Lunatic Wolf – To The Adventure


Every Thought Directs The Show

lunatic wolf

More often than not, simplicity has the power to move us in unimaginable ways. For one, it’s clear. It’s natural. It’s affectionate in its arrangement, and above all, it’s honest. To The Adventure is an album entirely mindful of its voice. The way it speaks without pretence. The way it soothes through the motions of love, life, death, and growth. A voice bold enough to guide us through the vulnerabilities of what is means to be human.

For two years, Richard Oldfield (vocals, guitar, piano, harmonica) and Gavin van den Berg (vocals, guitar, piano, keys, ukulele, percussion) experimented with sounds in a garage, searching for the accent that they would dub To the Adventure. When 2014 came, the duo turned into a six piece band with added members: David Grevler (bass), Adrian Erasmus (guitar), Gavin Flaks (drums), and Jacques du Plessis (keys, percussion). They decided on calling themselves ‘Lunatic Wolf’ for its short and catchy flare, took their contemporary folk-rock to the chambers of High Seas Studios, and with the help of Jacques du Plessis (Wrestlerish, Desmond & the Tutus, Shortstraw) produced the monumental debut that is To The Adventure.

“Sure as Hell” introduces the album with wistful piano chords, and like waves lapping on a shore, a sense of longing pervades. Gavin’s voice joins the piano and sets the scene for the journey. Look at the horizon / It’s coming straight for us / Round up the oxygen / For us / Cause maybe we will need it / Sure as hell we will need it. From that verse alone, it’s clear that the band is making preparations, and we should too. A catchy traveller’s anthem follows and the mood instantly changes to an eager undertaking. The song turns into an account of an individual who is unable to return to the start. Who, in fact, has little to no hope for the start. There is no turning back he seems to say, but he is not without hope as he proclaims: In this life / You will fail to see all sides / But you won’t be alone.

“The Tallest Tree” is a coming of age testimony. A reflection on the innocence of youth and how it dissipates as life moulds us into maturity. Why did this happen / How did I grow so tall / It’s hard to take back what’s taken / So long to form. The song revisits childhood joys although it seems to fade with every passing season. In short, it’s about the fear of growing old. I used to sit here and swing here / But now it seems too tall / I guess I could do it / But I feel that I may fall. However frightening that may seem, there is a good tiding hidden between the lines. Don’t let go of who you are. Trust in the wind to set [yourself]straight again.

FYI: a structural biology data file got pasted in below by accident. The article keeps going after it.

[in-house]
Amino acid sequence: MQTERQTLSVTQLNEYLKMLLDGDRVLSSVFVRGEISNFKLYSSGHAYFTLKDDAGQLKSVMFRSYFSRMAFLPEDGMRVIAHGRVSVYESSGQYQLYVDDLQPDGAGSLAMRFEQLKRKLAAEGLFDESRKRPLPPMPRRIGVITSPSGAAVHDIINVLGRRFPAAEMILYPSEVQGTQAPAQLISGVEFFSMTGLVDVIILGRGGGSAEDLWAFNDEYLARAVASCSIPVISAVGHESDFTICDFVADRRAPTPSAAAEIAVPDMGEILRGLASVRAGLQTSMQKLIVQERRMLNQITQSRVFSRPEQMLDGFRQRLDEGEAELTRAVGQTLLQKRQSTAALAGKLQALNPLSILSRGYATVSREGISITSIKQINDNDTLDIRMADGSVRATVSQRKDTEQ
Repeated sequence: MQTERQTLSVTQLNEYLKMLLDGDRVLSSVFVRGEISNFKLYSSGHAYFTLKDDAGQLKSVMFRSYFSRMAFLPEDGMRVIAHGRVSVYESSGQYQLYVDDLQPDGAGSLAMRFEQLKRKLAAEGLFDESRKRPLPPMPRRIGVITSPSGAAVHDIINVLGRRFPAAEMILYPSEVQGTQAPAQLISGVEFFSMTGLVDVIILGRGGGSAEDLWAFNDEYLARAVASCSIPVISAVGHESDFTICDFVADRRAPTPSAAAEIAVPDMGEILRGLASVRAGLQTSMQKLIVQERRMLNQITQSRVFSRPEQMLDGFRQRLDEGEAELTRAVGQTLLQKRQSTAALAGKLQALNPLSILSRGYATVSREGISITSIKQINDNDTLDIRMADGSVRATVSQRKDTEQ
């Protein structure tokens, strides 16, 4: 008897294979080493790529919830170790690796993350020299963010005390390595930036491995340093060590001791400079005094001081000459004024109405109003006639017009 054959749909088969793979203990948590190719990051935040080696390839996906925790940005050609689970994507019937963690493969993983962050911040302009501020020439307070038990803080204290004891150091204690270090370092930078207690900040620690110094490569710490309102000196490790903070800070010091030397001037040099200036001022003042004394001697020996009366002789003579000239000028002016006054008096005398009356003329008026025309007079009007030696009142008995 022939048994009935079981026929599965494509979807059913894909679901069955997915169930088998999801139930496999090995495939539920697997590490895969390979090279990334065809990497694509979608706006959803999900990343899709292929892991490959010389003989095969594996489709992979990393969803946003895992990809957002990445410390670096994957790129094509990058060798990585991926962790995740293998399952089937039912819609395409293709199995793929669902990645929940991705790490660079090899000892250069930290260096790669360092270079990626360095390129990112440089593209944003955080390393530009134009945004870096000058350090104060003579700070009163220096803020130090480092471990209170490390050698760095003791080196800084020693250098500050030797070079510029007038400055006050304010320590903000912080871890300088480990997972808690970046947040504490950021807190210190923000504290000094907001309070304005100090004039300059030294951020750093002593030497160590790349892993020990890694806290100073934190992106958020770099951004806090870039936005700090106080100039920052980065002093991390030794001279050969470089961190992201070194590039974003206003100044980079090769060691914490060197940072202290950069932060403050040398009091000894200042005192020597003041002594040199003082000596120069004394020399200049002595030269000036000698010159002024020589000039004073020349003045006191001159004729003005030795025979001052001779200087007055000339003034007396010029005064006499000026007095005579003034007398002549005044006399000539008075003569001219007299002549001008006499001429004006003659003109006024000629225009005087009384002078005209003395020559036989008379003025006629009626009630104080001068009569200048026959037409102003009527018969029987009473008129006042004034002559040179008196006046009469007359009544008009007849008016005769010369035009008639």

“Please Don’t” is my favourite track on the album. I fell for it immediately after listening to the first verse. It wastes no time setting up a situation that those who dabble in Dutch courage are all too familiar with. Please don’t tell me that I’ve got charisma / When all my money has gone / It doesn’t take me seeing my bent shadow / To know, to know that I’ve gone. What follows is a drunkard’s conversation with a lover, and it becomes clear that he’s selfish. He’s afraid of being alone. He traps her with an affectionate gesture yet pleads for her to look away. In his debauchery he realises, sooner than later, that he lays claim to things that don’t belong to him. I am a thief watching my neighbour be / A thief by nurture.

The band joins in with a wailing chorus, carried by the steady beat of clapping hands. The mood is exalted. The man is drunk. The tongue is free. And he, without shame, professes: I’ll never stop / Can’t push this feeling / Not all is said and done / I’ll never stop / Forever feeding / You’re my aqualung. After such a bold assertion he fades away into the lull of guitars and his voice is heard no more.

Lunatic Wolf have created an album rich in song and melody, woven together with various instruments and mesmerising undertones. To say that To The Adventure is unique is an understatement. It’s an honest account of a transition into maturity and may be aptly defined as a musical bildungsroman – a novel where every thought directs the show.

Download To The Adventure on Bandcamp and visit the Lunatic Wolf website and follow the band on Twitter and Facebook.


About Author

writer. reader. dreams in 35mm. "we've become this room," she says. "we water all the wrong things"